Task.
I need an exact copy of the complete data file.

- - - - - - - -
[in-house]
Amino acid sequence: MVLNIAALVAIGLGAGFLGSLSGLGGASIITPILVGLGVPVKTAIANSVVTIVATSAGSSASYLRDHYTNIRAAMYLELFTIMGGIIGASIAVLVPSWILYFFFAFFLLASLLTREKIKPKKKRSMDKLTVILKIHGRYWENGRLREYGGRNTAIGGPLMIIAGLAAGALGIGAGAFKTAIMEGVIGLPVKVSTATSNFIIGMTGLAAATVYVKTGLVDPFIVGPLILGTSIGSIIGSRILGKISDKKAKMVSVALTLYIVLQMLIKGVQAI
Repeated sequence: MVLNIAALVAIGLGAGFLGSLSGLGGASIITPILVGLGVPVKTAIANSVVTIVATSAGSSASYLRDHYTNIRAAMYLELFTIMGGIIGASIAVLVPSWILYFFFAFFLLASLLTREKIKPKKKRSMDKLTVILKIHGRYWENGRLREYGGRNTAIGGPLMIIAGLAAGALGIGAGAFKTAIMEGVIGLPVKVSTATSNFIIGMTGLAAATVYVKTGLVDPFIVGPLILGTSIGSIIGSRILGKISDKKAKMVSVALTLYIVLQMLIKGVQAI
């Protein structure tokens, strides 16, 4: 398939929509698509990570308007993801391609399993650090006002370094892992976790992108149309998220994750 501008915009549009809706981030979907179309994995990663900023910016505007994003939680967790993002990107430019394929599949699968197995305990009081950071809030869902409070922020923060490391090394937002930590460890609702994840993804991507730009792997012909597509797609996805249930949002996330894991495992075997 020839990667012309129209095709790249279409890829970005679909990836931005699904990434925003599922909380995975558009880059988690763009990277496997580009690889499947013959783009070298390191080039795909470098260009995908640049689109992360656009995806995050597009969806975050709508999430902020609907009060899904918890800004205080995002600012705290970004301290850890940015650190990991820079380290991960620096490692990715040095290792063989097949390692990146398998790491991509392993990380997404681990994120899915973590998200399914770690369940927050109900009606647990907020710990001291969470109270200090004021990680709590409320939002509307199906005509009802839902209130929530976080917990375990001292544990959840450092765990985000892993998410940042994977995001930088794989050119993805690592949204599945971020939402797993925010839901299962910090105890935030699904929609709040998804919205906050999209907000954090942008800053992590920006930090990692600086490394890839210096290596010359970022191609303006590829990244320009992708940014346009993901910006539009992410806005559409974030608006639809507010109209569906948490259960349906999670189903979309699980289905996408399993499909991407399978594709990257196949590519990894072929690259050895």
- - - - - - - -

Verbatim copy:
[in-house]
Amino acid sequence: MVLNIAALVAIGLGAGFLGSLSGLGGASIITPILVGLGVPVKTAIANSVVTIVATSAGSSASYLRDHYTNIRAAMYLELFTIMGGIIGASIAVLVPSWILYFFFAFFLLASLLTREKIKPKKKRSMDKLTVILKIHGRYWENGRLREYGGRNTAIGGPLMIIAGLAAGALGIGAGAFKTAIMEGVIGLPVKVSTATSNFIIGMTGLAAATVYVKTGLVDPFIVGPLILGTSIGSIIGSRILGKISDKKAKMVSVALTLYIVLQMLIKGVQAI
Repeated sequence: MVLNIAALVAIGLGAGFLGSLSGLGGASIITPILVGLGVPVKTAIANSVVTIVATSAGSSASYLRDHYTNIRAAMYLELFTIMGGIIGASIAVLVPSWILYFFFAFFLLASLLTREKIKPKKKRSMDKLTVILKIHGRYWENGRLREYGGRNTAIGGPLMIIAGLAAGALGIGAGAFKTAIMEGVIGLPVKVSTATSNFIIGMTGLAAATVYVKTGLVDPFIVGPLILGTSIGSIIGSRILGKISDKKAKMVSVALTLYIVLQMLIKGVQAI
């Protein structure tokens, strides 16, 4: 398939929509698509990570308007993801391609399993650090006002370094892992976790992108149309998220994750 501008915009549009809706981030979907179309994995990663900023910016505007994003939680967790993002990107430019394929599949699968197995305990009081950071809030869902409070922020923060490391090394937002930590460890609702994840993804991507730009792997012909597509797609996805249930949002996330894991495992075997 020839990667012309129209095709790249279409890829970005679909990836931005699904990434925003599922909380995975558009880059988690763009990277496997580009690889499947013959783009070298390191080039795909470098260009995908640049689109992360656009995806995050597009969806975050709508999430902020609907009060899904918890800004205080995002600012705290970004301290850890940015650190990991820079380290991960620096490692990715040095290792063989097949390692990146398998790491991509392993990380997404681990994120899915973590998200399914770690369940927050109900009606647990907020710990001291969470109270200090004021990680709590409320939002509307199906005509009802839902209130929530976080917990375990001292544990959840450092765990985000892993998410940042994977995001930088794989050119993805690592949204599945971020939402797993925010839901299962910090105890935030699904929609709040998804919205906050999209907000954090942008800053992590920006930090990692600086490394890839210096290596010359970022191609303006590829990244320009992708940014346009993901910006539009992410806005559409974030608006639809507010109209569906948490259960349906999670189903979309699980289905996408399993499909991407399978594709990257196949590519990894072929690259050895």